Solution processed small molecule bulk heterojunction solar cells (SMBHSCs) with power conversion efficiencies (PCE) of 7% have recently been reported. This achievement demonstrates that SMBHSCs fabricated from blends of small molecule donors and fullerene acceptors are a viable alternative to polymer:fullerene based systems. Advantages of using small molecules as donors include the ease of synthesis and purification. Moreover, in contrast to polymers, conjugated small molecules do not suffer from broad molecular weight distributions or batch to batch variations. However, the fill factor (FF) of SMBHSCs remains an area for improvement as many of the most efficient systems exhibit FFs below 50% while efficient polymer systems have FFs exceeding 65%. A deeper understanding of the field-dependent recombination and charge transport processes that limit the FF of SMBHSCs could lead to significant improvements in PCE. The nature of the field-dependent recombination losses that determine the FF of polymer:fullerene based solar cells has been the subject of much research. There is evidence that field-dependent exciton dissociation (geminate recombination) and both bimolecular and trap-assisted (nongeminate recombination) mechanisms may all play a role depending on materials and device processing conditions. Initial studies of SMBHSCs have concluded both geminate and nongeminate recombination also influence the FF of small molecule systems, however, it has yet to be seen if this is true for all SMBHSCs. In this work, we report on the use of light intensity measurements and a novel differential resistance analysis technique to probe the voltage dependent recombination mechanisms of SMBHSCs with diketopyrrolopyrrole (DPP) based donor molecules blended with [6,6] phenyl-C71-butyric acid methyl ester (PC71BM). By extracting resistances from impedance measurements, we demonstrate that the field-dependent recombination losses in the DPP based systems studied occur within 1-10µs - a timescale comparable to what has been reported for polymer based systems dominated by bimolecular recombination. Light intensity measurements provide further evidence that these field-dependent recombination losses are primarily bimolecular with only negligible losses from trap-assisted and geminate mechanisms. These results suggest that future material design should aim to increase charge carrier mobility thereby enabling faster sweep out of charge carriers before they are lost to bimolecular recombination.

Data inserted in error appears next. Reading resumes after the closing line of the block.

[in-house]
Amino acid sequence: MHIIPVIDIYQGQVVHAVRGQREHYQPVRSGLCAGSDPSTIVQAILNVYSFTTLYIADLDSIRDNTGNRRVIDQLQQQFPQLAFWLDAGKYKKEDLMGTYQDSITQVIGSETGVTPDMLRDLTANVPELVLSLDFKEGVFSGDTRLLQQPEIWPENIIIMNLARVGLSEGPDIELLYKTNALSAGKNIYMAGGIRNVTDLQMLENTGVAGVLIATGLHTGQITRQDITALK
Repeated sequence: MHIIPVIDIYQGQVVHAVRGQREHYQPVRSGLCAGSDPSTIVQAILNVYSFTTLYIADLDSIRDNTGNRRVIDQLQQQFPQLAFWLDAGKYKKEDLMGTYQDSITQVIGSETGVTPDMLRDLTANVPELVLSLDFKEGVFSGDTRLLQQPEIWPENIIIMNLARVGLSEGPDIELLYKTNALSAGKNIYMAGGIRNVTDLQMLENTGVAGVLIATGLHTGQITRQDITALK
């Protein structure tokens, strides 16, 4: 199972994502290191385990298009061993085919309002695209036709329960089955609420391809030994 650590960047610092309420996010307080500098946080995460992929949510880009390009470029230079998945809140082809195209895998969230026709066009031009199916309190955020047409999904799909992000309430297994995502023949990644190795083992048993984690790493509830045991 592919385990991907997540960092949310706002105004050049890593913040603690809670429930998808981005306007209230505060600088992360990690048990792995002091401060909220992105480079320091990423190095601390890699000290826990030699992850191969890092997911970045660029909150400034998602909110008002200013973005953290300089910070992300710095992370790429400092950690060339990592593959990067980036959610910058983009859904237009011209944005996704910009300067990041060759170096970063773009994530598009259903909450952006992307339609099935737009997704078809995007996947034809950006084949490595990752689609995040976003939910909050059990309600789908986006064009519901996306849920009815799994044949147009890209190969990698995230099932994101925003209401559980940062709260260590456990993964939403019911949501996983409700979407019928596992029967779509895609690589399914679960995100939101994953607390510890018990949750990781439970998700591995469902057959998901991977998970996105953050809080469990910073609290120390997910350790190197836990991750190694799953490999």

11:30 AM - *H4.06
From Nanostructure to High Efficiency Organic Photovoltaics
Stephen Forrest 2 1 3 Jeramy Zimmerman 2 Kyle Renshaw 1 Brian Lassiter 3 Xin Xiao 2
1University of Michigan Ann Arbor USA2University of Michigan Ann Arbor USA3University of Michigan Ann Arbor USAShow Abstract
It has recently been shown that the fundamental physical origins of the photogeneration process can be simply understood in the context of the kinetics of polaron-pair dissociation and recombination at donor-acceptor heterojunctions[1, 2]. This analysis has given rise to the derivation of an ideal diode equation that simply describes the dark current and photoresponse characteristics of organic photovoltaics. In the context of this framework, we discuss methods of controlling the nanostructure of organic thin films that follow the design principles inferred from the ideal diode theory. Nanostructure control demands that the properties of the donor-acceptor interface and that of the bulk thin films be independently optimized, whereby there needs to be disorder at the interface to reduce the polaron-pair dissociation rate and order in the film bulk to reduce series resistance. We show that this morphological control using both solution and vapor phase deposition technologies can create nanostructures with solar conversion efficiencies of nearly 6% based on squaraine donors and electron conducting buffer layers. Indeed, using a combination of solution and vapor deposition of layers, tandem cells employing functionalized squaraines  have achieved efficiencies of >6.5% in our lab. As in all “ideal theories”, deviations often point to interesting and important physical phenomena. We find that photoconductivity of the layers plays an important role that results in significant deviations from theory in the 4th quadrant of the current-voltage characteristics. We will discuss this and other aspects of the photon-to-electron conversion process that lead from nanostructural control to high efficiency organic solar cells. 1. N. C. Giebink, B. E. Lassiter, G. P. Wiederrecht, M. R. Wasielewski and S. R. Forrest, Phys. Rev. B 82, 155306 (2010). 2. N. C. Giebink, G. P. Wiederrecht, M. R. Wasielewski and S. R. Forrest, Phys. Rev. B 82, 155305 (2010). 3. G. Wei, X. Xiao, S. Wang, K. Sun, K. J. Bergemann, M. E. Thompson and S. R. Forrest, ACS Nano 6, 972 (2012).